We used to live in a world of hierarchies where the chain of command made things efficient and streamlined. Information would bubble up the chain and decisions were made at the top, and passed back down. Many of us still hold on to that hierarchy belief. But by now, most companies are learning that time delay and accuracy decay—and directives moving up and down the chain—simply can’t keep pace with networked economy speed demands.
Intimacy and Engagement = a Better Experience
Most CEOs recognize—and stress the need for—deeper customer intimacy and more relevant customer engagement. And they’re attempting to architect their organizations to create better experiences through digital transformation initiatives. Sensing and responding to customers in narrowing windows of time is a critical mandate. While none of this is new, the crescendo of metamorphosis is upon us. The chain of command is exploding into a distributed network of connected nodes.
One-to-one relationships and linear knowledge flows have scattered into vast one-to-many and many-to-many bi-directional networks. Goods and services can now be exchanged as quickly as information is. The real cost to replicate and distribute nearly any digitized artifact in the network costs almost nothing. Anything in the network can potentially reach everyone in the network, so can anyone.
Knowledge lakes, which change slowly and slightly over time, are giving way to knowledge rivers—always moving, always changing, and always on.
Digital Connections = Evolved Organizations
For the past 50 years, the continued path of digital connection has been reaching deeper and deeper into the smaller realms of our world, organizations and ourselves. As we become more connected, the properties of our organizations change. We shift from a collection of individuals –playing one role in efficient assembly lines of production and distribution—to a connected network of people and machines with constantly evolving capabilities, and new roles of sensing and responding to the most important network demands.
- Enabling us to sense and respond, technology is increasingly becoming our intelligent agent. Machines now open support cases, sometimes solving them automatically with little to no human intervention.
- Marketing applications can automatically segment people into groups and interact with customers and employees through email, SMS, voice or other channels.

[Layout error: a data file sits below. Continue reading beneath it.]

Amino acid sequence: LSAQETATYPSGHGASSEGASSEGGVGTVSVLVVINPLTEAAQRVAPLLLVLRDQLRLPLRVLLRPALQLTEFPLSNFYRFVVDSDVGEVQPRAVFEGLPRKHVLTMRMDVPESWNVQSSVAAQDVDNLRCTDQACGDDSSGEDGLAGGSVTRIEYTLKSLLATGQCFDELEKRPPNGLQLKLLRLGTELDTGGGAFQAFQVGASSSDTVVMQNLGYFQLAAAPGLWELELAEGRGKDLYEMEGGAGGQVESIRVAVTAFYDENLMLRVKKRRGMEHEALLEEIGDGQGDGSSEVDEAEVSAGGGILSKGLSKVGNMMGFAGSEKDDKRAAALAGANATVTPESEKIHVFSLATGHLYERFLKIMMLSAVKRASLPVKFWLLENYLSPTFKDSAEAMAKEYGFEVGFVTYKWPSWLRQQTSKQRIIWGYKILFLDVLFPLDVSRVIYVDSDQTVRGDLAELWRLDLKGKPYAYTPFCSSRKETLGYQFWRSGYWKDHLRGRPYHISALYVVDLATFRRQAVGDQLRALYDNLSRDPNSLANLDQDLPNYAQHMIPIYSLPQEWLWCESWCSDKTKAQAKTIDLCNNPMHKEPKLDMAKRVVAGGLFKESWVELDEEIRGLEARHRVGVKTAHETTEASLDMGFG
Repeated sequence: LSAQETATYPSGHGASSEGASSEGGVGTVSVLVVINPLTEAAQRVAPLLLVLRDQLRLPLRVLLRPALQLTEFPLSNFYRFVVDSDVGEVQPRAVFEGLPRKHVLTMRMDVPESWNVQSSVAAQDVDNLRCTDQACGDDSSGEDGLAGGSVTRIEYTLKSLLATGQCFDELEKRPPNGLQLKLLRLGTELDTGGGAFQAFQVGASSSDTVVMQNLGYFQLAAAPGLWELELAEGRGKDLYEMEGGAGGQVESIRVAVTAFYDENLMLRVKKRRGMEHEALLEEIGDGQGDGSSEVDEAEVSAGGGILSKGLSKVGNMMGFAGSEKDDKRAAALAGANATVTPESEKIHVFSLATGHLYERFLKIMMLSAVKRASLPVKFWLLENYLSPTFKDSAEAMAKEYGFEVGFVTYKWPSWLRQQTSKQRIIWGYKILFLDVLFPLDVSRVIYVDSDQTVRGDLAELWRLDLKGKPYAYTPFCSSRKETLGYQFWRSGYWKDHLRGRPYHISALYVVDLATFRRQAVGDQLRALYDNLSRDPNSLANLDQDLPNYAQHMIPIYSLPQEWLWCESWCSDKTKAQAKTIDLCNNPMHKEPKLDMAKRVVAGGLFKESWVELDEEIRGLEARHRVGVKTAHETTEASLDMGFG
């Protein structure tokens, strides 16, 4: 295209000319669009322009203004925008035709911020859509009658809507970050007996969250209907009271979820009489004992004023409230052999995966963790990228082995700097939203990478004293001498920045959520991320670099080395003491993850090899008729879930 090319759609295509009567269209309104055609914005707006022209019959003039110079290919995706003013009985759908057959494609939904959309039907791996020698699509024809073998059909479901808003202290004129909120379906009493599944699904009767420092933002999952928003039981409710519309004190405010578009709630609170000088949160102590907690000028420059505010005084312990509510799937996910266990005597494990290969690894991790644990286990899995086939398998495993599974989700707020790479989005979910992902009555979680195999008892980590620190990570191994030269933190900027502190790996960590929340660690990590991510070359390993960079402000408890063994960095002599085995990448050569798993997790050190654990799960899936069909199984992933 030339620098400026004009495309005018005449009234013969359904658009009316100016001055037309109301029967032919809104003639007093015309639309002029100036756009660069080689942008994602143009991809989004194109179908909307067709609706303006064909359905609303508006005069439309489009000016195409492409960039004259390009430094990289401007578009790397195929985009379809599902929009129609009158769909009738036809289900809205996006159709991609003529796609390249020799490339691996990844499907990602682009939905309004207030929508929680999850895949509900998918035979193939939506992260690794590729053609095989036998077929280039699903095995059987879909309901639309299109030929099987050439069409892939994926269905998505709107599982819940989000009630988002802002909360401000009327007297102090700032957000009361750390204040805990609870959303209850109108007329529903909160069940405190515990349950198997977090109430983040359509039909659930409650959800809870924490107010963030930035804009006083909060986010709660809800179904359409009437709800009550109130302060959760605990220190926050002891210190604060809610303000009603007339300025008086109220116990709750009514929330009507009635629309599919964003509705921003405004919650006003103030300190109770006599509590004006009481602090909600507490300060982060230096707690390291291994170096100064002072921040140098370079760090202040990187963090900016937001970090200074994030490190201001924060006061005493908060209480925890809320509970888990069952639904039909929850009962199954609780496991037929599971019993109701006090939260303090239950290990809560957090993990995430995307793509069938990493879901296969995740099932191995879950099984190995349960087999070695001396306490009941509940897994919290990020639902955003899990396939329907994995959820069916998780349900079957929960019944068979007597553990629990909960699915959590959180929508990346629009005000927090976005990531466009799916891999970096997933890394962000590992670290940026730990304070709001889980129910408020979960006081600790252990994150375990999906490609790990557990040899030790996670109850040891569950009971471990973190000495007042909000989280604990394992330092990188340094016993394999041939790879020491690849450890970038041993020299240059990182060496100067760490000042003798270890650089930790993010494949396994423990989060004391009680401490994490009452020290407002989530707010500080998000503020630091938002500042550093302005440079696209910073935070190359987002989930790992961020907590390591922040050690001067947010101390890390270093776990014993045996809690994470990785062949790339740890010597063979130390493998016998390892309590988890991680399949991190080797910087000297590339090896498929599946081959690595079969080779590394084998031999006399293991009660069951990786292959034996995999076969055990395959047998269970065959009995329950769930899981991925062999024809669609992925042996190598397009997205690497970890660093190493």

Customers and employees (partners, influencers and other transient nodes) easily move interactions, communications and behaviors between public, private and corporate networks using a mesh of changing and evolving applications and devices. They’re often connected to many networks at once, and/or the same networks through multiple channels or devices.
The organization of the future is not a mighty castle with a moat around it. It’s a network—itself just another node in a larger distributed network, or several networks. It has learned how to shift its shape, properties, norms and capabilities to adjust, adapt and capitalize on evolving needs and opportunities within its primary or adjacent networks. This may include:
- Deep specialization in one core competency that can now reach mass scale through unprecedented opportunity for distribution (like FICO is doing with its analytics capabilities).
- Becoming a platform where everyone in the network can exchange value (like Amazon did by inviting competitors to sell to their own customers).
- Packaging up new core competencies and making them available as a digital service (like IBM has done with Watson).
Networks and Platforms = Unlimited Opportunities
Power laws govern networks. The best products, services, content and people are hyper-rewarded because of the connection and speed by which their remarkable products and services spread. Conversely, the average (which used to be good enough to survive) is catapulted into irrelevance. In order to be relevant and thrive in this new world, CIOs have to do more than just modernize their existing infrastructure. They must inspire and enable their organizations to capitalize on the many new opportunities that networks provide.
Technologists have spent the last few decades optimizing networking hardware to enable bits and bytes—to travel across wires and through air—to reach the other machine. As people and objects become networked, everyone and everything become nodes that can be seen, heard and joined to smaller or bigger nodes to achieve specific outcomes. This connection possibility opens up unlimited new opportunities to create, disrupt and invent.
Today’s CIO should enable their organization to leverage these new capabilities and envision how new mash-ups might be used to create more value. They have to anchor their thinking around networks and platforms to lead their organization into the next generation of commerce.